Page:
Data Science for Industry // STA5073Z
Welcome! "Data Science for Industry" is a 24-lecture, 12 credit module in the MSc in Data Science program at the University of Cape Town (see here). A shortened version of the module is also offered, as of 2018, as a University of Cape Town accredited short course.
The goal of the module is to provide an applied, hands-on overview of selected topics useful in the working world of data science that are not covered by other modules in the program. Broadly speaking these topics fall into two themes: workflow/productivity tools and skills (GitHub, data wrangling, visualization, communication) and modelling (recommender systems, text mining, neural networks).
DSfI lectures will be held over 6 weeks, with 2 double (1.5 hour) lectures per week. Lectures take place from 16:00 - 17:45pm on Monday and Wednesday afternoons.
For the most part I'll be basing each lecture around a notebook that covers one of the topics below. Sometimes, we'll go through the notebook in class. We won't have time in lectures to go through the notebook in great detail. Mostly I'll be trying to cover the main concepts and give you a good understanding of how things work and fit together, without going into too much detail about each line of code. For some lecture slots, I will pre-record a screencast of me going through the notebook, and then we will spend the actual lecture time in a "workshop" mode - you can use the time to work on exercises, additional problems, ask questions, etc.
Regardless of the lecture type, after the lecture you should go through the notebook at your own pace and absorb all the details, making sure you understand what each bit of code does. Making sure you can reproduce the results on your own i.e. without the notebook, is a good test of understanding. Each notebook will have a few exercises at the end for you to try.
The notebooks will generally cover the topics at an introductory-to-intermediate level. I really hope that you will find them interesting enough to want to learn more (maybe not about every topic, but more often than not). There is a huge amount of material on the web about all the topics we'll cover. I'll maintain a list of additional readings (the table above already contains some), but you'll benefit a lot from reading widely. If you find something interesting, let everyone know -- perhaps we can discuss it further in class.
I expect that to get the maximum benefit from the class you would probably need to do about 8 hours of self-study outside of lecture times (not counting assignments). Feedback is welcome (if you feel you're spending way too much time on the course, or feel you're learning way too little/much).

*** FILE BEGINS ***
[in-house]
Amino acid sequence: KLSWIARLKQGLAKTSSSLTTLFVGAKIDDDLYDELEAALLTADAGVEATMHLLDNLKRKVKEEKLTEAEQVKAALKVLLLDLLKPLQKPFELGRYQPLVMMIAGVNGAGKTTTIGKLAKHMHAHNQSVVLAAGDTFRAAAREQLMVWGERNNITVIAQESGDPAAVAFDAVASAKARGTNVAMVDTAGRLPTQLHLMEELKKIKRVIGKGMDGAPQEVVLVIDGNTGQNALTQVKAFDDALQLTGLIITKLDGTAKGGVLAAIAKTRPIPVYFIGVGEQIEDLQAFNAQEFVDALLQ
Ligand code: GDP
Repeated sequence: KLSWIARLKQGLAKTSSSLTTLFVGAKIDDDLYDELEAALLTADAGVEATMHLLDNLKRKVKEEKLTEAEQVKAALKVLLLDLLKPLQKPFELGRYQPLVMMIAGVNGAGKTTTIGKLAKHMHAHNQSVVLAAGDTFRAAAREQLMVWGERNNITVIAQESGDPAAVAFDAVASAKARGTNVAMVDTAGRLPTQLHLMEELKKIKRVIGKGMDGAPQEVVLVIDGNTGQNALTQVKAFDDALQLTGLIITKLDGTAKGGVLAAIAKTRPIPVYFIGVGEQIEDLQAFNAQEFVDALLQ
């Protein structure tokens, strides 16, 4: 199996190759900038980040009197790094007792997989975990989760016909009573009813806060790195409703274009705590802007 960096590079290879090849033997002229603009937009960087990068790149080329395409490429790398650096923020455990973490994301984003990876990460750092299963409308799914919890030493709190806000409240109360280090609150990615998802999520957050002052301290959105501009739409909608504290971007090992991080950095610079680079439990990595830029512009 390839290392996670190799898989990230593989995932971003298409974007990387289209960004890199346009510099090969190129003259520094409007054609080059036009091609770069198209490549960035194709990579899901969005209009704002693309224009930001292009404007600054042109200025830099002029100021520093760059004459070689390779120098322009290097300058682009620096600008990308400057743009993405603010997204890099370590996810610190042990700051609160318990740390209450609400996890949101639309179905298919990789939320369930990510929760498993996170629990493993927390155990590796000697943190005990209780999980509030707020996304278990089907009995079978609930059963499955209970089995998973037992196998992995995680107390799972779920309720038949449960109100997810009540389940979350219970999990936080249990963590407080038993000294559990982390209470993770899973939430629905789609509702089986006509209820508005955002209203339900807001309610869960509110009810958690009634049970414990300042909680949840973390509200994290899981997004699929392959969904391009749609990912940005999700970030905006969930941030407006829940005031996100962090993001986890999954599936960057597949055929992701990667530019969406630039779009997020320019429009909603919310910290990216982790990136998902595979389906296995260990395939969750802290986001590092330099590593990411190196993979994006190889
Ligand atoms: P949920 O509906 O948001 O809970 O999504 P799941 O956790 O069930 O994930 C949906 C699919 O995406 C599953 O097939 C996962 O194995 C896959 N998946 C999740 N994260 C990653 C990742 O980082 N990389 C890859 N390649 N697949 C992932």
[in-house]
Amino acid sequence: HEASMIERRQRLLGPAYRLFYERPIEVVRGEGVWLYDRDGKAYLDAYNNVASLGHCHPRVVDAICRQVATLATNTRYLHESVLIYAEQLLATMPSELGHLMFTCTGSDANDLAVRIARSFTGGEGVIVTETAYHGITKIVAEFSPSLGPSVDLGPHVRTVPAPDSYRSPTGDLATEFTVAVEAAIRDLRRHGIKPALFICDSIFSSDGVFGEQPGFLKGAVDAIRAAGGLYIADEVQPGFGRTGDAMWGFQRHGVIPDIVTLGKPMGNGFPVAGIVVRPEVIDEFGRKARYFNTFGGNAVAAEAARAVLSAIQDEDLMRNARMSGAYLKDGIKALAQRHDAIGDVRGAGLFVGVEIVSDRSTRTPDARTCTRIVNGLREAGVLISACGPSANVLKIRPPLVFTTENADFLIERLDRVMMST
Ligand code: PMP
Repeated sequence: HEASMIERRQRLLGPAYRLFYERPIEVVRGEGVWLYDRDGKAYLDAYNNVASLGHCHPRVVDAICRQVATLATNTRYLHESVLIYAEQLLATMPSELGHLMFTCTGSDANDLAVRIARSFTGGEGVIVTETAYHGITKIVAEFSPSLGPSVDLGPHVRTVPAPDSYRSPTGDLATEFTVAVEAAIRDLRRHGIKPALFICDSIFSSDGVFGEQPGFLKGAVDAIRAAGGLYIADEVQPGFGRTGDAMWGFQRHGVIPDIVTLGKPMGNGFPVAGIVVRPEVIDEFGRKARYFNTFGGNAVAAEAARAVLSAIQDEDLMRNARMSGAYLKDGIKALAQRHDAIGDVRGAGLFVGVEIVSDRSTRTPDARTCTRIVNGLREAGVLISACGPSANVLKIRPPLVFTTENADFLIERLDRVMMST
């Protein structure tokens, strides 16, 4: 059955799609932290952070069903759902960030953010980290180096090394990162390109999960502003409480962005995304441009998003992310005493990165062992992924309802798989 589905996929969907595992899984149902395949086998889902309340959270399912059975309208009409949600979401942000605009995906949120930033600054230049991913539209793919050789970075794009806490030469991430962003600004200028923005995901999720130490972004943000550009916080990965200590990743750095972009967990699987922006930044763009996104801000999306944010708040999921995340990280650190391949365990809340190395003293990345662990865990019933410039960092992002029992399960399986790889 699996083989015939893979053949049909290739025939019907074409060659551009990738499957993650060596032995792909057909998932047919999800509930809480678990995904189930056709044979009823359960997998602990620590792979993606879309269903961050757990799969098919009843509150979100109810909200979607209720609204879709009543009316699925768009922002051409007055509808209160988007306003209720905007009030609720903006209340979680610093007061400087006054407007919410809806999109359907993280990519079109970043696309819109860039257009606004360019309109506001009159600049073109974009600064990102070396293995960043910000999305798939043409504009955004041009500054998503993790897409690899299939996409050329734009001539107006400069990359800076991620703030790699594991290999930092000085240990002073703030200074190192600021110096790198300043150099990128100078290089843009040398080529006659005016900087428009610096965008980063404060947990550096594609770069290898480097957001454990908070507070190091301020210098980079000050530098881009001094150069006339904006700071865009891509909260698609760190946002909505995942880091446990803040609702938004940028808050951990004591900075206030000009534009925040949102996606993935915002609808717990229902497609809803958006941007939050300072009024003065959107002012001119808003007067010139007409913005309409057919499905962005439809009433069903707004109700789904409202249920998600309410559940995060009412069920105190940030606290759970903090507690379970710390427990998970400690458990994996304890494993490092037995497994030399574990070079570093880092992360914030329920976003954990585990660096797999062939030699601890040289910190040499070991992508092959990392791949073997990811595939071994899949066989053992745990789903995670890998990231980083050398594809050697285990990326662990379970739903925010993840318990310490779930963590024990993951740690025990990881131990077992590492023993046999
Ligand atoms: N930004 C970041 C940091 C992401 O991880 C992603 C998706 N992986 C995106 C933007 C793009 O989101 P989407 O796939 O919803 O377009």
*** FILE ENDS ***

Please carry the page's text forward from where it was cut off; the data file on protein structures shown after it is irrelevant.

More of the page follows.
The following is the intended lecture schedule for 2019. The whole course will be conducted using R.
|Lecture||General area||Topics to be covered||R packages||References|
|Relational data, join/merge tables||dplyr||R4DS-ch13|
|2||Recommender systems||User/item-based recommenders|
|3||Data collection||Scraping data from the web||rvest|
|Text mining||Working with text||stringr||R4DS-ch14|
|Cloud computing with AWS|
|5||Text mining||Analyzing text||tidytext||TMR-ch1, TMR-ch7|
|Bag-of-words models, tf-idf||tidytext||TMR-ch4|
|6||Text mining||Topic modelling||tidytext, topicmodels||TMR-ch6|
|7||Neural networks||Stochastic gradient descent|
|8||Neural networks||Convolutional neural networks||keras|
|Computer vision / image classification|
|9||Communication||Make your own R package||devtools, usethis, roxygen2, knitr, testthat|
|10||Communication||Make your own Shiny app||shiny|
|12||Neural networks||Transfer learning|
Side note: Visualization in ggplot2 (R4DS-ch3) is not included but is highly recommended as self study (I originally intended to include a lecture on this, but it became clear there was already a lot of content in the course).
R4DS = R for Data Science (2017) Hadley Wickham and Garrett Grolemund (available at http://r4ds.had.co.nz/)
TMR = Text Mining with R (2017) Julia Silge and David Robinson (available at http://tidytextmining.com/)
The list of packages should be fairly complete. The reference/reading list will be updated as we go.
To get the most out of the course material you should have the following installed:
- Git and GitHub
- RStudio and R (not too old - I'm using v1.2.1335 of RStudio and R 3.5.1, as of 15/7/2019)
The last of these is not strictly needed but will make it easier to follow in lectures. We'll also need various R packages but you can install these as needed.
There are two assignments to complete during the course. Together these count 50% of your final mark. A final computer exam counts the remaining 50%. All assignments must be completed to complete the course. Late assignments are penalized at 5% per day late.
|Assessment||General area||Handed out||Due date||Counts|
|Assignment 1||Recommender systems||Week 3||Week 6||25%|
|Assignment 2||Neural networks||Week 7||Week 11||25%|
The final exam will be a computer-based exam in the lab. Part of the exam will be "open book" and part will be closed.
Please email me (email@example.com) to set up an appointment. My office is Room 5.53 in the Dept of Statistical Sciences.
Course communication will be done using Vula.
Sources and references
I have borrowed extensively from other peoples' material to create this course, and its not my intention to pass off work as my own when its not. My two main sources are R for Data Science and Text Mining with R listed above, and each notebook has further references to source material, but if you find I've missed an attribution please let me know. As this material will be put on the web, the same goes for any material that is incorrectly shared.